An interview with Xu Bing

0
104

1. It is now more than ten years since you reestablished your studio in Beijing. Are you glad to be back? What has changed in Chinese art since you first left for American roughly thirty years ago?

I have been back in Beijing for more than 10 years, and time flies. Am I glad to go back? I think life is mixed with different feelings. I went back mainly to be the vice president of the Central Academy of Fine Arts, so it was a new challenge for me. As an artist, I also needed a lot of energy to deal with the frictions from the Chinese system and traditional art. In China, if you want to do something that you find truly interesting and worth doing, such as education, you need to waste a lot of time doing meaningless things in order to achieve a small portion of what you want to accomplish. So those years I was extremely busy. However, while I was busy, I don’t think every minute was well spent.

What’s different from 30 years ago? In recent years, China is rising and art is an ideologically sensitive part; Chinese contemporary art naturally attracts international interest. Works with a strong sense of Chinese reality (whether superficial or internal) have received increasing attention. The artist actively seeks artistic inspiration from the rich social realities around and begins the process of art practice that is autonomous, ignoring the Western modern art framework.

我已经回去有10多年了,时间很快。回去是否愉快?我觉得生活在哪都有愉快和不愉快。总体上回去是担任中央美院的副院长,所以对我来说也是一个新的挑战。作为艺术家,我还得分出很多精力来处理中国的体制与旧的艺术之间的摩擦。我的基本的体会就是在中国你要是想做你真正有兴趣和认为值得做的事情,比如为中国教育贡献力量,但是由于你的职位和所在的体制,你需要做很多无意义的、不值得做的事情,才有可能实现你自己希望做的那一小部分的事情。所以那些年真的是非常忙,虽然这么忙,但是又觉得这个时间并不是那么有价值。和30年以前有什么不一样?近年来,由于中国的崛起,而艺术又是意识形态敏感的部分,自然引起国际对中国当代艺术的兴趣。带有较强中国现实意识(不管是表面还是内在)的作品越来越多地受到关注。艺术家积极地从身边丰富的社会现实中寻找艺术的灵感,开始了自主的、不理会西方现代艺术框架的艺术实践过程。

2. You were a participant in the mass relocation of artists and intellectuals during the Cultural Revolution. Did the experience of being sent to the countryside change the way you thought about art? About politics?

For me, that experience is actually an important stage in life. Because this experience has provided an always-present and valuable reference to my thinking, which allows me to really understand the essence of Chinese people. The part of the countryside I stayed in was remote; old traditions still remained. I saw for the first time that auspicious words “Thousands of Gold” and “Fortune and Treasures” were written in a single word, not in a book on folk art, but in the cabinet of the village official’s house. I was deeply touched at that time: this was not something that you can obtain from books. When it comes to weddings or funerals, another aspect of the peasants–their brilliant mind–will manifest itself. For funerals, the peasants will use rice paper to make various things, which is completely a local version of a “Second Life.” The elders found some paper written with illegible patterns and traced those strange characters on the white cloth to make prayer flags. Once they knew that I wrote calligraphy, they asked me to do the same thing. Later, when I studied the text, I learned that this is called guihuafu (ghost’s calligraphy), which is a type of text that can communicate with the underworld. I encountered these things classified as “folklore,” and there was a ghost spirit attached to me, which affected my future creation.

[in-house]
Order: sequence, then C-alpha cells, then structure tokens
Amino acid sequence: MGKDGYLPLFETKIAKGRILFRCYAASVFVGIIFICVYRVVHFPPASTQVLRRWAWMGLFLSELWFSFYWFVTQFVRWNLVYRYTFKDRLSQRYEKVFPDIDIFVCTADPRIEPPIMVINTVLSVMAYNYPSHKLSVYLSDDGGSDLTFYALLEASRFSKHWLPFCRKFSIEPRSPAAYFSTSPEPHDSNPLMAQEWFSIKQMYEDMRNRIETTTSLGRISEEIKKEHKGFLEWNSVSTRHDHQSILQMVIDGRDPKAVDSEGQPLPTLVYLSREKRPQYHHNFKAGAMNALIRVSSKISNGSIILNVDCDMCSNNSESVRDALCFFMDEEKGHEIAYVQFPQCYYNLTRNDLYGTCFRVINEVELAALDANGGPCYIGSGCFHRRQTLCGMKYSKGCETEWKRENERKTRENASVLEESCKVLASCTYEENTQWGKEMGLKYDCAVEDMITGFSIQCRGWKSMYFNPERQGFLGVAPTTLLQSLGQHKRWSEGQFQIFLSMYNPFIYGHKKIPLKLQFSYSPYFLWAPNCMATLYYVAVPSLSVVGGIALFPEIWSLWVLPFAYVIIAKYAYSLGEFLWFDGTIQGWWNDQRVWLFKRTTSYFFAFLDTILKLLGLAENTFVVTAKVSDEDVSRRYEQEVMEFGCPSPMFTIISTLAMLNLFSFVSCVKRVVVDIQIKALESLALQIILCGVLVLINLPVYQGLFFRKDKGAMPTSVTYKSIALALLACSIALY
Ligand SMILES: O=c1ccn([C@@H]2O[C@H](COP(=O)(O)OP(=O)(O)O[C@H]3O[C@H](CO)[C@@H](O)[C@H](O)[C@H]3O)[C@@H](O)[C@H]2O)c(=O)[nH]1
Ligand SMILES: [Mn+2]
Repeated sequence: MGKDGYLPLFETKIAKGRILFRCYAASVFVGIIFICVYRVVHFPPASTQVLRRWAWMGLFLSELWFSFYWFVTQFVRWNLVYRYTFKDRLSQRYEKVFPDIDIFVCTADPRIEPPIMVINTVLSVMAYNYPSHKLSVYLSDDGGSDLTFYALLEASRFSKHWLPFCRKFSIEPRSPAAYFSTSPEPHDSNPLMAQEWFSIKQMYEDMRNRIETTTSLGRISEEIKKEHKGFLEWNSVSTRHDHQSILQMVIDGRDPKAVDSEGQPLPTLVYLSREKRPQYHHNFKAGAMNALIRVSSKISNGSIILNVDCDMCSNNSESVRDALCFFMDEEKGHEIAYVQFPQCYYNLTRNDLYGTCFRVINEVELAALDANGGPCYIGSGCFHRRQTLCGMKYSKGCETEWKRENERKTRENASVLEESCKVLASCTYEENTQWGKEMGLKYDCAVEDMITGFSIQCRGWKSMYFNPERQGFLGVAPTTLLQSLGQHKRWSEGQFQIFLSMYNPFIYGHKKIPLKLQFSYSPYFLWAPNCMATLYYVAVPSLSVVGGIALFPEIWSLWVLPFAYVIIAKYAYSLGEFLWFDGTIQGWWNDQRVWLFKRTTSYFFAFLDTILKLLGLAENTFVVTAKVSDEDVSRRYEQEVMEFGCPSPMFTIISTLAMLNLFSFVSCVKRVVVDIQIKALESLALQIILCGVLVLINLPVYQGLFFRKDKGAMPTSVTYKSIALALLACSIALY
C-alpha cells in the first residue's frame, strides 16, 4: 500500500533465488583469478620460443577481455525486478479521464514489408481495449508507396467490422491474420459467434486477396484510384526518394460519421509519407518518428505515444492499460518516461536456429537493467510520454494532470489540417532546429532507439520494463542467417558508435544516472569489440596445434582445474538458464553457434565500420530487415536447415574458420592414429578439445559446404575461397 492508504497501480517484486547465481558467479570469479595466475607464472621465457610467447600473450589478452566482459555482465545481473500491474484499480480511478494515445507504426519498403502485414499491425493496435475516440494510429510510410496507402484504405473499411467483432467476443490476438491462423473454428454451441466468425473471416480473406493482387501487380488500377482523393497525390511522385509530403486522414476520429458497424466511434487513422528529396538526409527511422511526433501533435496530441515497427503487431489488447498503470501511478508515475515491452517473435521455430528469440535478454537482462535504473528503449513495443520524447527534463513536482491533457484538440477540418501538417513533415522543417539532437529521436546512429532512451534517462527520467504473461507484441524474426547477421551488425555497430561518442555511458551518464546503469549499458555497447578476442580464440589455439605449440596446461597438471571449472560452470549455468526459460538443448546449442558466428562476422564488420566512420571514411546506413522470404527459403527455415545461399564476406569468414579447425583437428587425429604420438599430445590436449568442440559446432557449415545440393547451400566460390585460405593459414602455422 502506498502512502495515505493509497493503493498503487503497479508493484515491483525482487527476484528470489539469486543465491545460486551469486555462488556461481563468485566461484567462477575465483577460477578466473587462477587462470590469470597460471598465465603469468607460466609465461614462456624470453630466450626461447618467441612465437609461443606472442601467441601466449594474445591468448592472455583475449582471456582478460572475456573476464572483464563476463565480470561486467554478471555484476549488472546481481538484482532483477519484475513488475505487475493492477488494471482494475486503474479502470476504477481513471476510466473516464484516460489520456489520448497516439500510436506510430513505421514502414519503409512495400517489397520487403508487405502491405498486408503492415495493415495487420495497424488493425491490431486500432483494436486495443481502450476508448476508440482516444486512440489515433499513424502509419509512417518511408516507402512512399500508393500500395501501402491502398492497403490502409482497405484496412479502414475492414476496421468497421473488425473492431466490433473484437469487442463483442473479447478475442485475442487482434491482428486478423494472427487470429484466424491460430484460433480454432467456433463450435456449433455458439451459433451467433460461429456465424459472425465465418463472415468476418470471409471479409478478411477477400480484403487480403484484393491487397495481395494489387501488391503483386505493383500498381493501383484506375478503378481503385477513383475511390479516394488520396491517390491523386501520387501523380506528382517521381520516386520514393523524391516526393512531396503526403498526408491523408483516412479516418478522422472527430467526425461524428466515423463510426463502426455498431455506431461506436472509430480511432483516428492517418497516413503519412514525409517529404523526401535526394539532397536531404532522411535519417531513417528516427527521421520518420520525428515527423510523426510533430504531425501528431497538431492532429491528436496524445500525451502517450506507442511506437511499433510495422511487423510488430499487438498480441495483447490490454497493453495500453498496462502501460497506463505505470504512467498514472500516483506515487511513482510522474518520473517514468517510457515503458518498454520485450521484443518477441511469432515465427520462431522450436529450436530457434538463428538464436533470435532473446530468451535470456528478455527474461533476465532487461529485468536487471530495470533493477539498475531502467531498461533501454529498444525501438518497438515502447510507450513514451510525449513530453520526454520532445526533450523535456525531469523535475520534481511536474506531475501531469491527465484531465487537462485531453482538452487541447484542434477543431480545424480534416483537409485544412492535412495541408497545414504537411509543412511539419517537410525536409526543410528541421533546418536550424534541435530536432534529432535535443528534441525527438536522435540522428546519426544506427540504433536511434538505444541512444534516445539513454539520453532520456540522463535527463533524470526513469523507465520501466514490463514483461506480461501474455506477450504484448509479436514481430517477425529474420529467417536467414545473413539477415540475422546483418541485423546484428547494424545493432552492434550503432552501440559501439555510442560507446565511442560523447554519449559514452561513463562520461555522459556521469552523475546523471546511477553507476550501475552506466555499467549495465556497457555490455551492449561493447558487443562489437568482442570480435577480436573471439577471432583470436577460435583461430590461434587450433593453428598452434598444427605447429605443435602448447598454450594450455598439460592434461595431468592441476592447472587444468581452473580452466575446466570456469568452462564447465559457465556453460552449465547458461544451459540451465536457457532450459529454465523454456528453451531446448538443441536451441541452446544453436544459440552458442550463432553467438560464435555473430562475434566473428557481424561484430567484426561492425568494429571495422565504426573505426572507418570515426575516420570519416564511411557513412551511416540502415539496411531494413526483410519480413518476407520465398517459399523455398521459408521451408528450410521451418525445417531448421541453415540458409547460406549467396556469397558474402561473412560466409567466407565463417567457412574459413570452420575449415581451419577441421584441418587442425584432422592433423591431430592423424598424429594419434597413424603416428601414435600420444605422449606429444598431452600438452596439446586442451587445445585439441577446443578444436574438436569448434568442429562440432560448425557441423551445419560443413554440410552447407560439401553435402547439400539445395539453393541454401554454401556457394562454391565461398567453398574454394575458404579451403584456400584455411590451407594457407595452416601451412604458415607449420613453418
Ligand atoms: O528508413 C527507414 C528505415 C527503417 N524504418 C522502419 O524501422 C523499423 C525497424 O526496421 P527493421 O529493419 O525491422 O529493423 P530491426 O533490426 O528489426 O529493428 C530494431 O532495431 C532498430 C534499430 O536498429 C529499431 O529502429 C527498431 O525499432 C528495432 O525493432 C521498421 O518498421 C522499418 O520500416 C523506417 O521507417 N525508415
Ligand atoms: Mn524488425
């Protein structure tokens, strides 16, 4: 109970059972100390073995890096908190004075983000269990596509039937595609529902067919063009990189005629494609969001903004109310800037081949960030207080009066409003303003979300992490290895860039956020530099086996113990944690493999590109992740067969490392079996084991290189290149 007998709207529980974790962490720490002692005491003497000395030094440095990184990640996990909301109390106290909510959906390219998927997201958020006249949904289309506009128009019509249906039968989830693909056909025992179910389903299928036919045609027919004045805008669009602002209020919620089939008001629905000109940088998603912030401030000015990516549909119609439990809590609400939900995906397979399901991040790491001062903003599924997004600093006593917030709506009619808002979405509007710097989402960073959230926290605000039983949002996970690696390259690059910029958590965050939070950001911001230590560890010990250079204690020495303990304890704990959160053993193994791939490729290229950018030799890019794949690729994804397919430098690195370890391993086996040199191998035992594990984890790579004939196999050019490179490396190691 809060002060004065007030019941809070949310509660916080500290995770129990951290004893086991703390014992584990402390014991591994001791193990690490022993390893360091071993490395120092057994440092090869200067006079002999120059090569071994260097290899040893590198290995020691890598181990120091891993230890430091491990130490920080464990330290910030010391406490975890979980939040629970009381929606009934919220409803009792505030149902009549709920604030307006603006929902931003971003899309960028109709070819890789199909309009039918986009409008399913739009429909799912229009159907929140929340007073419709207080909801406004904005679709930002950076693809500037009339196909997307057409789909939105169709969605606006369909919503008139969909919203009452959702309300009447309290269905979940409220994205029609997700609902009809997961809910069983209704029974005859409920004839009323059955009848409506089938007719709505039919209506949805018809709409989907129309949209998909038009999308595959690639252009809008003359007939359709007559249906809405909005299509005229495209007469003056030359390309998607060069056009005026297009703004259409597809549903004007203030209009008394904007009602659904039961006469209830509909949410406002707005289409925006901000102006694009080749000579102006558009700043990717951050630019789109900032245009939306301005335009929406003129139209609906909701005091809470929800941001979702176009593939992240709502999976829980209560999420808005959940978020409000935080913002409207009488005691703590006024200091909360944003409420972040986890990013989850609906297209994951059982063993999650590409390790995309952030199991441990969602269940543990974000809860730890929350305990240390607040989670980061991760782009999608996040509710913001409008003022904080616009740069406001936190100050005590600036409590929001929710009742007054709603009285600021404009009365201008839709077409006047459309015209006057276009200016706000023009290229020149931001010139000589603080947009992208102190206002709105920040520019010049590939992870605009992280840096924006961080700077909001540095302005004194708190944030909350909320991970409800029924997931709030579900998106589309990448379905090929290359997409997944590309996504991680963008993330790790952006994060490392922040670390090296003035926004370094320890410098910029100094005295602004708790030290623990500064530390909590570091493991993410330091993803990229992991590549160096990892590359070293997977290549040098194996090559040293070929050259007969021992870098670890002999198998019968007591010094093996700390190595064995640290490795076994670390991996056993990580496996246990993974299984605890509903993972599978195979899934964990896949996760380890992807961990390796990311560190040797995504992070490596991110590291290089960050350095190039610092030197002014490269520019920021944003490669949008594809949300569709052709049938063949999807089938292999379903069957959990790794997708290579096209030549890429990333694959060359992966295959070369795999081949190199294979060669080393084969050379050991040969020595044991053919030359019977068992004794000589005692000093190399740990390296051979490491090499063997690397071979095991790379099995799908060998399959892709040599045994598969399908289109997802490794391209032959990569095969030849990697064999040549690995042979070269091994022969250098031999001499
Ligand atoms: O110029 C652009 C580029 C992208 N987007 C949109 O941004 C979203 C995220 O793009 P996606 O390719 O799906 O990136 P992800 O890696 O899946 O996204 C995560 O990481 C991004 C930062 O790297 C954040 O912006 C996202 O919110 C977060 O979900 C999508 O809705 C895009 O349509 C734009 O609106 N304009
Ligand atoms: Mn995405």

My artistic creation in the village has evolved from drawing blackboard newspapers to making a mimeographed publication called “Brilliant Mountain Flowers.” My role as an artist was to make engravings on wax paper. All my interest lies in the fonts and styles of each word. In fact, the use of Chinese fonts has a strong political meaning, especially during the Cultural Revolution, although I was unaware of it at that time. It was all a formal classification—Songti, Laosong, Imitation Song, Hei Song, Bian Song, and Xie Song (different fonts). My goal was to use what I have to reach the artistic level of PLA Literature and Art (an official magazine popular during the Cultural Revolution). In a person’s life, one can only be extremely focused for a certain amount of time. I used up that amount in advance: I used it in making mimeographed publications during the Cultural Revolution. Later, I made a lot of text-related works, and some people were surprised: “Xu Bing’s calligraphy skills are so good!” Actually I have a lot of experience with the structure of Chinese characters from the Cultural Revolution period.

这段经历其实对我来说是一个非常重要的阶段。因为这段经历为我的思维的参照提供了一种一直存在的、有价值的参照数据,让我真正了解到中国人是怎么回事,这个种族是怎么回事。我下乡的地方偏僻,古风遗存。我第一次看到把“黄金万两”、“招财进宝”写成一个字的形式,不是在民俗著作中,而是在书记家的柜子上,当时被触动的程度,可不是能从书本上得到的。遇上红白喜事,老乡们的另一面—“观念”的部分,就会表现出来。办丧事,他们会用纸扎糊出各种各样的东西来,完全是乡土版的“第二人生”。老人翻出一些纸样,按照上面的怪字,描在白布上,做成幡。后来他们知道我会书法,又有墨汁,就让我来做。后来研究文字才知道,这叫“鬼画符”,是一种能与阴间沟通的文字。我在收粮沟接触到这些被归为“民俗学”的东西,有一股鬼气,附着在我身上,影响着日后的创作。